The British Government also took the decision to make all men over the age of eighteen undertake basic military training. Certain roles were deemed essential and were therefore not part of the army reserve call up, so conscious of ‘doing his bit’ Cecil signed up with the newly formed Auxiliary Fire Service instead (AFS). Prior to the start of WW2 the Government recognised the fact that the threat of War was imminent and that they were poorly prepared for a second World War. The Government acted swiftly with the Fire Brigade Act of July 1938 which demanded the recruitment of an auxiliary fire service as part of the country’s Civil Defence Force. As the nation’s capital, London was a natural prime target. Dockland warehouses packed with highly combustible oils, grain and timber were clearly a risk and the narrow maze of streets would provide an easy path for the fire. It was obvious that a large number of firefighters would be needed to prevent London becoming little more than a smoking ruin. The answer was to expand the regular Fire Brigade by forming an Auxiliary Fire Service. By 1939 about 28, 000 men and women had joined the AFS and regular firefighters, who had been trained as instructors, put the new recruits through 60 hours intensive training. Originally recruits were unpaid volunteers, but eventually the men were paid £3 per week, women received £2 per week, with youths under 18 and messengers earning £1 per week. At first recruits endured poor accommodation, inadequate conditions and were dubbed “£3-a-week war dodgers” by the public who thought they were choosing an easy life. After many recruits left to join the war effort, the Government passed a statutory order preventing full time members resigning. Once the Blitz started, attitudes towards the volunteers quickly changed and they received the recognition they deserved.

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The 1939 Register shows Cecil Farley (born 1 June 1897), a married carpenter and joiner, at Glebe Way District Fire Station, Beckenham, Kent. He is also recorded as AFS Beckenham. Cecil was one of 26 people recorded in the Register as AFS Beckenham at Glebe Way District Fire Station, two of whom were women. Sadly of those counted here with Cecil, four of his friends and colleagues were also to die alongside him just two years later at the Old Palace School.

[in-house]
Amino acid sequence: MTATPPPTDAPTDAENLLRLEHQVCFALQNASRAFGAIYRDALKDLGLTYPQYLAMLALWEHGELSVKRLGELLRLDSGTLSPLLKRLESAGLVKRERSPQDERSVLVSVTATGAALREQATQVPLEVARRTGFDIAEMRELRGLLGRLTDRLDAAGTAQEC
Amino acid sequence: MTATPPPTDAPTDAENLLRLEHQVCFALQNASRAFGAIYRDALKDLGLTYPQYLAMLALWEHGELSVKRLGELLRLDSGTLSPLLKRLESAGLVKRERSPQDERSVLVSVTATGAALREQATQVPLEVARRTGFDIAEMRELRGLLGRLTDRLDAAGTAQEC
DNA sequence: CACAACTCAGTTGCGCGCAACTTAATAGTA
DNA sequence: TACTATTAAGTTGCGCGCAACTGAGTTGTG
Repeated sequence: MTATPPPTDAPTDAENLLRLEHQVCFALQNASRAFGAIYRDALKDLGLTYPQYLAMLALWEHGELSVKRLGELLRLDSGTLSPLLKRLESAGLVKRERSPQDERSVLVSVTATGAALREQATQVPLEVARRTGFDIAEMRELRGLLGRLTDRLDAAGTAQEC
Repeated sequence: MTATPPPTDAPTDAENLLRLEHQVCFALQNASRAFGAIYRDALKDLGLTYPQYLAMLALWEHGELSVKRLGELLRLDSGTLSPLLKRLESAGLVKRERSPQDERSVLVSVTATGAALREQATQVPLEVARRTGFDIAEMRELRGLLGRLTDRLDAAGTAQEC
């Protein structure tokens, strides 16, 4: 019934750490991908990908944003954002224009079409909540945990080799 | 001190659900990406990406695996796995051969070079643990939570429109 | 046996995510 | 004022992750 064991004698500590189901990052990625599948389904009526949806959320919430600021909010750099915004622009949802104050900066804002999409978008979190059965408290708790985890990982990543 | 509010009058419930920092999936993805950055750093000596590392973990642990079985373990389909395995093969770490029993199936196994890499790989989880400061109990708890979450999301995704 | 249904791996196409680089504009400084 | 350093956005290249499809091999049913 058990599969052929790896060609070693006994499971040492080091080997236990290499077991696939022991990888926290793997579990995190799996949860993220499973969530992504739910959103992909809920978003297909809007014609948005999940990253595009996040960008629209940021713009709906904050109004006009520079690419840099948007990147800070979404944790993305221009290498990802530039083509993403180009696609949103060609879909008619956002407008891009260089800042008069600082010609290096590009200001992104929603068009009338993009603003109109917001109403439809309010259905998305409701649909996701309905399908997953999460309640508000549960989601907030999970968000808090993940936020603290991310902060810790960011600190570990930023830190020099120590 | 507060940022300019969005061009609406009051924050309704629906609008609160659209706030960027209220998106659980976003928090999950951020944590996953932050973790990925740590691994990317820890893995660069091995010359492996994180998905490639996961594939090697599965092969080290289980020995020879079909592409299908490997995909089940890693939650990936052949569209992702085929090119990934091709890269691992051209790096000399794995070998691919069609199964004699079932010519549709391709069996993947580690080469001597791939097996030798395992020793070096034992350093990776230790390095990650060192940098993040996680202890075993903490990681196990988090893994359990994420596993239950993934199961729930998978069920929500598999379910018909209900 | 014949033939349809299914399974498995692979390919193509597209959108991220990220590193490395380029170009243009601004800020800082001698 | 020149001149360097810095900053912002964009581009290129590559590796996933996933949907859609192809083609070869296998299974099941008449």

Cecil Farley 1939 Register

(Cecil Farley 1939 Register)

The 1939 Register shows Cecil’s wife Elsie F M Farley (born 6 March 1899) as a married woman doing unpaid domestic duties, at 5 Linden Leas, Beckenham, Kent, living with Raymond Farley (born 17 May 1936) ‘under school age’, and Florence A Hartrup (born 12 October 1876), a widow of private means. Florence A Hartrup was Elsie’s mother. She had remarried when Elsie was a child, after the death of Elsie’s father.

Elsie farley 1939

(Elsie Farley 1939 Register)

Sadly for Cecil and his family, Cecil’s contribution to the war effort was cut dramatically short when he was tragically killed at the Old Palace School in East London on 20th April 1941, along with 33 of his fellow colleagues.

IMG-1309

(The Guarding of the Coffins)

Cecil Farley was buried with his fellow Beckenham Firefighters at Beckenham Cemetery on the 25th April 1941. Nineteen of the Twenty-One Beckenham Firemen were buried in a mass grave, at the Beckenham Cemetery, after a memorial service at the parish church of St. George by Canon Boyd and a solemn procession through the town. The grave was dug entirely by their comrades and was softened by masses of daffodils. The 19 coffins were placed in St. George’s church on the Wednesday before the service and guarded by Firemen. The 19 coffins were borne from the church to the hearses by 114 bearers from the Beckenham AFS. As they left they passed between the lines of The Guard of Honour lining the path to the lychgate. The silence and peace was deeply affecting, all the traffic through the town had been stopped. The bearing of the coffins to the hearses seemed endless. As the Chopin Funeral March was played, the procession of hearses, firemen, service personnel, 19 cars with the families of the deceased and two fire appliances loaded with a mass of flowers, left on its journey to the Beckenham Cemetery. It took half an hour for the procession to pass any point on the route to the Cemetery. After the coffins had been placed in the grave, posies and bunches of flowers were dropped in and there were 350 wreaths. A plaque at the graveside read;

“We remember proudly the deeds of these bravemen, martyrs in the cause of liberty”.

The pictures below are taken from the Funeral Cortege for the 19 Beckenham Firemen.

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Scan_20211121 (7)

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After Cecil was killed at the Old Palace School his widow did not remarry and the death of Cecil’s widow Elsie F M Farley aged 58 was registered in Bromley in 3Q 1957.

One of the most complex and detailed pieces of research that we have undertaken and this only forms part of the story. Cecil was an extremely intelligent man as shown by his attendance of the RAF Training School. A man with a real sense of duty for not only did he serve in WW1, he volunteered again to serve with the AFS in WW2, a man who understood what it meant to serve King and Country. A man who was willing to sacrifice his own needs and put the needs of his Country ‘first.’ We should never ever forget what these brave men and women sacrificed in the defence of our Country in its darkest hours. I hope that by telling Cecil’s story that we help to keep his memory alive and he will always be remembered.

With special thanks to Nicole Farley and her family for wanting “to be true to the facts”, which allowed me to tell the full story of Cecil’s life and that of his extended family.

My Family History website can be found here:

https://chiddicksfamilytree.com

All My Blogs For Family Tree Magazine in one Handy Place

Copyright © 2022 Paul Chiddicks | All rights reserved